Love Must Be Tough: New Hope for Marriages in Crisis by James C. Dobson
Cherish by Gary Thomas
Do Hard Things by Alex and Brett Harris
You Were Made to Make a Difference by Max & Jenna Lucado
Jesus Freaks: Martyrs: Stories of Those Who Stood for Jesus by DC Talk
The Hiding Place by Corrie ten Boom
Running for My Life by Lopez Lomong
Don’t Waste Your Life by John Piper
There is an astonishing clarity, an epiphany even, that suffering and trials can bring to our lives. One writer likened it to smelling salts that can awaken us out our false beliefs. This means we are living in a time of tremendous opportunity, not because we are in the midst of a once-in-a-century pandemic, but because this pandemic has the potential to awaken not just ourselves but the whole world to a reality we try desperately to not see—we are mortal.
In Psalm 90:12 Moses prayed, “Teach us to number our days, that we may gain a heart of wisdom.” Here we find Moses devoting, not just one verse, but an entire Psalm to a meditation and pray to have a deeper realisation of a topic we don’t even like to consider for one second. Maybe we’ve got it wrong and Moses has it right. Maybe we are avoiding and denying something we should be facing and embracing? In Timothy Keller’s book succinctly titled, On Death, he writes: “Medicine and science have relieved us of many causes of early death, and today the vast majority of people decline and die in hospitals and hospices, away from the eyes of others. It is normal now to live to adulthood and not watch anyone die, or even see a corpse except in the brief glance of an open coffin at funeral.” Maybe with all our modern advances we’ve removed from our lives any reminder of a part of life we desperately need to be reminded of; life ends, our lives will end, because we are mortal.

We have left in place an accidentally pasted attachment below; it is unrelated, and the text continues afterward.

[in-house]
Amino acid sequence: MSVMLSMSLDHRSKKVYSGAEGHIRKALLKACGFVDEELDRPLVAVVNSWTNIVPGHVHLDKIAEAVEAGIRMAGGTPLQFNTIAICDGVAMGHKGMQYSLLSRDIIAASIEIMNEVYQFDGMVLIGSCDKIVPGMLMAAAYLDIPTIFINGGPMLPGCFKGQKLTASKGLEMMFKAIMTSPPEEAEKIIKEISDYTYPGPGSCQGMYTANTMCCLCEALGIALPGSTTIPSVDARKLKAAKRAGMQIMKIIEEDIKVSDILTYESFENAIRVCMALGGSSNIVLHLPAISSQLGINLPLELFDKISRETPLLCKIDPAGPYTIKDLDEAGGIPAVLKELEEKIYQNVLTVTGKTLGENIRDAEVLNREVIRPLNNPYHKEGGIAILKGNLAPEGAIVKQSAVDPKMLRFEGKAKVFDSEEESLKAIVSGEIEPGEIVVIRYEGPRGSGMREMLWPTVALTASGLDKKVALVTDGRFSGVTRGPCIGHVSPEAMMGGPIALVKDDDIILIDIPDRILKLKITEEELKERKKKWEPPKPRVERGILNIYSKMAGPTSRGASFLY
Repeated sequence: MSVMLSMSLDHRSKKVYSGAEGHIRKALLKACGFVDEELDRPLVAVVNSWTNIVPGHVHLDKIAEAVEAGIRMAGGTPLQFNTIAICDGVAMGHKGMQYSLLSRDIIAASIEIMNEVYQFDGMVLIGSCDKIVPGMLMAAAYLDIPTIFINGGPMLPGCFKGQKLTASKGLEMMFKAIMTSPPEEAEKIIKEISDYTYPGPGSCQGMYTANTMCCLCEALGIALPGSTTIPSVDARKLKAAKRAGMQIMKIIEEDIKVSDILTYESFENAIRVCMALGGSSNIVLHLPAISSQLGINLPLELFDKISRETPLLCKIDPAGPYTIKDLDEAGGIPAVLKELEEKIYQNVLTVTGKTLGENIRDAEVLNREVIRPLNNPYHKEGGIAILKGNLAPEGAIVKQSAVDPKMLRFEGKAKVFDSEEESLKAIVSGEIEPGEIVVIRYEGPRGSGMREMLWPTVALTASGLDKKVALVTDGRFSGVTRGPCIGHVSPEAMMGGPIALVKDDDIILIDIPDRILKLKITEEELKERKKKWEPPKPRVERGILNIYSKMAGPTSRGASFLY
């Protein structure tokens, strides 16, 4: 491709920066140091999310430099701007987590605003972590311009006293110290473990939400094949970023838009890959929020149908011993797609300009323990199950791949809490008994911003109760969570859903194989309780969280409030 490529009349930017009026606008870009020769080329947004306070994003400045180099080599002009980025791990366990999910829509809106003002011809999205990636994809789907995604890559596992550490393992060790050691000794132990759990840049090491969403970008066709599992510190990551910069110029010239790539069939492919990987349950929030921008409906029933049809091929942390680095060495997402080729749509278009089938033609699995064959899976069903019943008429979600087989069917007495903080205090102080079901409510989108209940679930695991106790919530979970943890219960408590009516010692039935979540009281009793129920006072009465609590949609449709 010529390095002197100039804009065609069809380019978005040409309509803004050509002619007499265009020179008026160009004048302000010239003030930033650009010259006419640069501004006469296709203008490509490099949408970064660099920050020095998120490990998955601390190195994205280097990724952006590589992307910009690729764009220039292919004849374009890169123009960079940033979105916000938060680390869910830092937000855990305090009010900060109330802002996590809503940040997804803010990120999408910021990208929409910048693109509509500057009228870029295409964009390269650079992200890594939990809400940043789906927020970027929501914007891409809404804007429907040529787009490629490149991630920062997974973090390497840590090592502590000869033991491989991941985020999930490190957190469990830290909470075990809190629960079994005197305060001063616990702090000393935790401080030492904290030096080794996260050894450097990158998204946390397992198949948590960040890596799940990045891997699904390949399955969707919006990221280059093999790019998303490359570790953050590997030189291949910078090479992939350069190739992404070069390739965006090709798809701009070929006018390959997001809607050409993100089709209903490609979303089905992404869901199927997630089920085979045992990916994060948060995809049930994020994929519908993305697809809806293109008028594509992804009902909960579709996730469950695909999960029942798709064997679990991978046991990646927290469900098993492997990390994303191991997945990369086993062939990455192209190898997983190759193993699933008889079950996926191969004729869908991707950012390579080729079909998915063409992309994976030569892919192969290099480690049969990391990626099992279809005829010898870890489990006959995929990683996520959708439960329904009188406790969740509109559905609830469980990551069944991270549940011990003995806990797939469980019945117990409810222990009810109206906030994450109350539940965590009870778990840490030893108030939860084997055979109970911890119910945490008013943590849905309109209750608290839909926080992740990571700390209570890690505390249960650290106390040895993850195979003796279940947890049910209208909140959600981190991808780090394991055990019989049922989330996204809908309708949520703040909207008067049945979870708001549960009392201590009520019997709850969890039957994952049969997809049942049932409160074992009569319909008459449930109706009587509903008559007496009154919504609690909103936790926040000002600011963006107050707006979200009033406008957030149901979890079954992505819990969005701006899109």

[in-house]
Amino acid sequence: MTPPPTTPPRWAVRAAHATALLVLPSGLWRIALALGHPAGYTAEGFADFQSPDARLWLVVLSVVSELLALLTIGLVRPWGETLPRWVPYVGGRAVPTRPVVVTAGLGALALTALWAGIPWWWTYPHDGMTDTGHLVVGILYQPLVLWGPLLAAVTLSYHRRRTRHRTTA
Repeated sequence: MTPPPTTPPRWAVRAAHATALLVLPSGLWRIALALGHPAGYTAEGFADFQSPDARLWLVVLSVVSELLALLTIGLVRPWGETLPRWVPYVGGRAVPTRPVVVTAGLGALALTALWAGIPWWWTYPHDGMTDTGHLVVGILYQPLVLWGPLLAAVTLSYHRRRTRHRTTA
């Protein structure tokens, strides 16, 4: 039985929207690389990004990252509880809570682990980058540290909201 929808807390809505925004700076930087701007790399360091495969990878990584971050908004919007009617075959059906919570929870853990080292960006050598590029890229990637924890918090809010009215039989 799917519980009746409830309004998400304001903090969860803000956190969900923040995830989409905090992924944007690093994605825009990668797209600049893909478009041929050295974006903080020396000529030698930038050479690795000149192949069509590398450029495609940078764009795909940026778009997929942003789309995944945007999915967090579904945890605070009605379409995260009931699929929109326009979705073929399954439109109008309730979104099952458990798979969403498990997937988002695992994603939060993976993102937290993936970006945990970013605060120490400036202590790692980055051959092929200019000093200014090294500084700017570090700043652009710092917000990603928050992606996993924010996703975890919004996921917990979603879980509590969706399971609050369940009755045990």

In our denial of death there is a paradox. We fear death because it can make life seem futile, but if we face our mortality we can live in a way that isn’t futile. Moses tells us recognising our mortality helps us “gain a heart of wisdom”. We discover in times like these that what we pursue to give life meaning is all to often completely insignificant when viewed from the limited days we live. Furthermore, the things we look to for security and reassurance are shown to be impotent when the reality of our mortality rises before our eyes. As Addison Leitch once said, “We’re all on a little ball of rock called Earth, and we’re spinning through space at millions of miles an hour. Someday a trapdoor is going to open up under every single one of us, and we will fall through it. And either there will be millions and millions of miles of nothing—or else there will be the everlasting arms of God.” At that moment our bank balances, community cred, and priceless possessions will count for nothing but in view of that moment considered now we are free then to live different lives until that moment comes. As C. S. Lewis once wrote, “If you read history you will find that the Christians who did most for the present world were precisely those who thought most of the next. It is since Christians have largely ceased to think of the other world that they have become so ineffective in this.”